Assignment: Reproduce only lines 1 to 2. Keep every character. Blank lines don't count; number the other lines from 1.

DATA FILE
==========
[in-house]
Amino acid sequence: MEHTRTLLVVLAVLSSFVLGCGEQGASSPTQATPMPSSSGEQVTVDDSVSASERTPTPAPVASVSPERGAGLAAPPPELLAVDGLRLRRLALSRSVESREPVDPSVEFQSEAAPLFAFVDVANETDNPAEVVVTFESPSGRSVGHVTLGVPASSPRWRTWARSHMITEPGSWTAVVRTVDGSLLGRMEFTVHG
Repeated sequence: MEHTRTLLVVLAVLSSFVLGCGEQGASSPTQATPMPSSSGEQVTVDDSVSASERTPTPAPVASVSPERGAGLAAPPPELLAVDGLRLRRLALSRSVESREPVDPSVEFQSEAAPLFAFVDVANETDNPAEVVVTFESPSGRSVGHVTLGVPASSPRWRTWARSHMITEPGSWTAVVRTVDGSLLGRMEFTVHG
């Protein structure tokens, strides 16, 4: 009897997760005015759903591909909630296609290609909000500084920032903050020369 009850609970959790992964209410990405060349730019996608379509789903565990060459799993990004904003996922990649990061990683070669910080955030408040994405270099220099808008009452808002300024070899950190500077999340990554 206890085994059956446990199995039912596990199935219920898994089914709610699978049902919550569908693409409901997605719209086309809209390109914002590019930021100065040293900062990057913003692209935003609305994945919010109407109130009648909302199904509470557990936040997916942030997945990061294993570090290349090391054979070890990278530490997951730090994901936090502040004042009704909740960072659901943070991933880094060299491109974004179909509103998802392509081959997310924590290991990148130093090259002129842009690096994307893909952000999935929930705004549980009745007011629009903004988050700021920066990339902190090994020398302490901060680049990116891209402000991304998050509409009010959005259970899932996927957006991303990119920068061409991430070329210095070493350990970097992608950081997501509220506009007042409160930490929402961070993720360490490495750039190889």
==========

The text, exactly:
[in-house]
Amino acid sequence: MEHTRTLLVVLAVLSSFVLGCGEQGASSPTQATPMPSSSGEQVTVDDSVSASERTPTPAPVASVSPERGAGLAAPPPELLAVDGLRLRRLALSRSVESREPVDPSVEFQSEAAPLFAFVDVANETDNPAEVVVTFESPSGRSVGHVTLGVPASSPRWRTWARSHMITEPGSWTAVVRTVDGSLLGRMEFTVHG